Even if House Speaker Nancy Pelosi (D-CA) serves another legislative session in her leadership position, it will not be without some significant backlash from members of her own party.
Amid the ongoing intraparty blame game in the wake of disappointing election results, Pelosi is likely to face opposition on her path to a new term as speaker, as reported by the Washington Examiner.
Democrats play blame game
Of course, she has faced challenges from within her caucus — most notably in the form of critiques from the party’s far-left wing — since reclaiming the gavel in 2018, this year’s election brought with it new accusations from more moderate Democrats.
For example, Rep. Abigail Spanberger (D-VA) made headlines following Election Day for expressing frustration over perceived setbacks throughout the campaign stemming from socialist and anti-police rhetoric.
Currently running unopposed to retain the position, Pelosi will nevertheless need 218 votes to secure another term when her nomination goes before the full House for approval.
Given the fact that the Democratic Party’s majority will be substantially slimmer in the upcoming term, there is a slim possibility that she will fall short of that threshold. The last time she sought the speakership, 15 Democrats opposed her.
In statements to the Examiner, two moderate House Democrats acknowledged that they are uncertain about backing Pelosi.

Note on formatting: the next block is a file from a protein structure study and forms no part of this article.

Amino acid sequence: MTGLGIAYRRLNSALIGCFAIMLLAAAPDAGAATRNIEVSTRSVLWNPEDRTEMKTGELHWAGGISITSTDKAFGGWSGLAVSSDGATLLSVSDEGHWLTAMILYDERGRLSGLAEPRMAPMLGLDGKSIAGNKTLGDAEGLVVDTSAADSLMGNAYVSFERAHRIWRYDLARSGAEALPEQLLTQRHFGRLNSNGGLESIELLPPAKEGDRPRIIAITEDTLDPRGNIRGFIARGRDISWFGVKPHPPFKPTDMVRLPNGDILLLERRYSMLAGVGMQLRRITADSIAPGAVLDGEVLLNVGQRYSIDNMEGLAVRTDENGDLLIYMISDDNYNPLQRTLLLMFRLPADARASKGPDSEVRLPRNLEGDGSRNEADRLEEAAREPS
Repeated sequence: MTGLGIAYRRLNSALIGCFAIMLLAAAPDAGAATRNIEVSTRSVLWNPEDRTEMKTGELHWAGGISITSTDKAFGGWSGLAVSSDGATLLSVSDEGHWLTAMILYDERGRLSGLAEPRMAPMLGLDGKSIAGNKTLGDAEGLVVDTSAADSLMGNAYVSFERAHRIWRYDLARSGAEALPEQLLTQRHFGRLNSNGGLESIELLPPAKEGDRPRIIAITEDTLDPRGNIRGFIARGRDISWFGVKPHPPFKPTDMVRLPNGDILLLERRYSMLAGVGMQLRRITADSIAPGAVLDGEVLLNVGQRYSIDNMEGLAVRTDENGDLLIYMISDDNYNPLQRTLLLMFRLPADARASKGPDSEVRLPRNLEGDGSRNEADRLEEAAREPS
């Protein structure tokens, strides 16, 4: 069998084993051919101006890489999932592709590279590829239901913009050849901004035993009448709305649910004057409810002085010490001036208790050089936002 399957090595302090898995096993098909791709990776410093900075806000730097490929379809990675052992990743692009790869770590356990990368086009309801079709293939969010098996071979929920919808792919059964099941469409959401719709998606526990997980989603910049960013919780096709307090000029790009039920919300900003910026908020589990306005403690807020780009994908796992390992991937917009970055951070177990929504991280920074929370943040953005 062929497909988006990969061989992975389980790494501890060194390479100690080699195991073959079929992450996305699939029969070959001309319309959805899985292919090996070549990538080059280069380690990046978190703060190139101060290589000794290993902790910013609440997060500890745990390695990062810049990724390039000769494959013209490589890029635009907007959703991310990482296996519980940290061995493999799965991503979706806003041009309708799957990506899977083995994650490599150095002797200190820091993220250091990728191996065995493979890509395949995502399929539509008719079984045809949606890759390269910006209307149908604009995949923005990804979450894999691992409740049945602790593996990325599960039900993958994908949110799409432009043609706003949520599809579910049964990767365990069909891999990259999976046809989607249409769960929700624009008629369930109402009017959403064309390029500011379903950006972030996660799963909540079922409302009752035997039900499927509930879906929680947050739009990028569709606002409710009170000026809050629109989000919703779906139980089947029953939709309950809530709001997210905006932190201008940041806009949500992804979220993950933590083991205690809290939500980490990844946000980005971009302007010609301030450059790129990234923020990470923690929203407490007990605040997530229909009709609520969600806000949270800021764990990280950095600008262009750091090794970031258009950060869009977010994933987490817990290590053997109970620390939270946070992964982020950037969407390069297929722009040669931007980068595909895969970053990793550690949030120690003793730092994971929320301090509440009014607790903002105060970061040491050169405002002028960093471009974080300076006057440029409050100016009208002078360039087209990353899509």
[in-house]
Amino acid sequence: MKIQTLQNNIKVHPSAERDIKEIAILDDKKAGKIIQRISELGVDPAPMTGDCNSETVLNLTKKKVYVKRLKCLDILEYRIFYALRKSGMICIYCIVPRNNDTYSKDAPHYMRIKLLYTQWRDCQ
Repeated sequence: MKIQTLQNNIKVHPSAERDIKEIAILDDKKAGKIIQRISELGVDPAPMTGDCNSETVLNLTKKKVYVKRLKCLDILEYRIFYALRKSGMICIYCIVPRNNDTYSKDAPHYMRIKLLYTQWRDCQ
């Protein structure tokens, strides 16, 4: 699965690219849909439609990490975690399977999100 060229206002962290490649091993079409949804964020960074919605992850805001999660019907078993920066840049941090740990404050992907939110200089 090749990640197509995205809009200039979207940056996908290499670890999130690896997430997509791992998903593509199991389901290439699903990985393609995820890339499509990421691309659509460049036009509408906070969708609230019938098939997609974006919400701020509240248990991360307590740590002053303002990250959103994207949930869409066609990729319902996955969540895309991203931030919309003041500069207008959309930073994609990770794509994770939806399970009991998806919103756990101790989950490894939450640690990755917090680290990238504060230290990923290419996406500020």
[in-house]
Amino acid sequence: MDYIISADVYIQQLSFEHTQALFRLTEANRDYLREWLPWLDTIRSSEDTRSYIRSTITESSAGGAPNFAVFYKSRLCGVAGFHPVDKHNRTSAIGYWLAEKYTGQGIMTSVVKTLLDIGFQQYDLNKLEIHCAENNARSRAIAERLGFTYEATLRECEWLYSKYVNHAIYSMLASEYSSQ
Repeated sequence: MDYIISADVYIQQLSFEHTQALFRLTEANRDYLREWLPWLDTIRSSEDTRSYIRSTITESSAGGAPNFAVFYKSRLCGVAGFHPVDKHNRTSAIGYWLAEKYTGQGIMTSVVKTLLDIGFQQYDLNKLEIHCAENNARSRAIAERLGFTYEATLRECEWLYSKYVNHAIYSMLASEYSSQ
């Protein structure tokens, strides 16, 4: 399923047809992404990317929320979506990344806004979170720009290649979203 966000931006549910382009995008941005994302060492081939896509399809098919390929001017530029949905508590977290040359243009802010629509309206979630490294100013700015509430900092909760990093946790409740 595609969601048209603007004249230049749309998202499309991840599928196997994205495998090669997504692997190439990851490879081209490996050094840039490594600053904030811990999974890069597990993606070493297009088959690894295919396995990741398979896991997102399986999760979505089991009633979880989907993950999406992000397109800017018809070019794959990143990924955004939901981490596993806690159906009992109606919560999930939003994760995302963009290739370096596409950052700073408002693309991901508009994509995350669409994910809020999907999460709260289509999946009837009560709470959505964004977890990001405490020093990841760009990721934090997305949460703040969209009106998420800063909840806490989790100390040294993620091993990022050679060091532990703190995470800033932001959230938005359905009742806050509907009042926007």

“Clearly the choice”
“I’m, right now, very passionately undecided,” said Rep. Dean Phillips (D-MN). Rep. Haley Stevens (D-MI) expressed similar misgivings.
As for Rep. Ellisa Slotkin (D-MI), there is no equivocation: She is outright opposing Pelosi’s bid for another term.
Nevertheless, the senior legislator remains a fixture in Washington D.C. and her opponents have an uphill battle in any effort to send the speaker into early retirement.
As Rep. Emanuel Cleaver (D-MO) explained: “She is going to be the speaker for the next two years. She is clearly the choice of the overwhelming number of Democrats in the House.”
When asked on Wednesday whether she would honor a perceived pledge she made in 2018 to serve no more than another four years, she affirmed: “When that conversation took place, there was a move to put limits on the leadership and the chairs of committees. … What I said then is whether it passes or not, I will abide by those limits that are there.”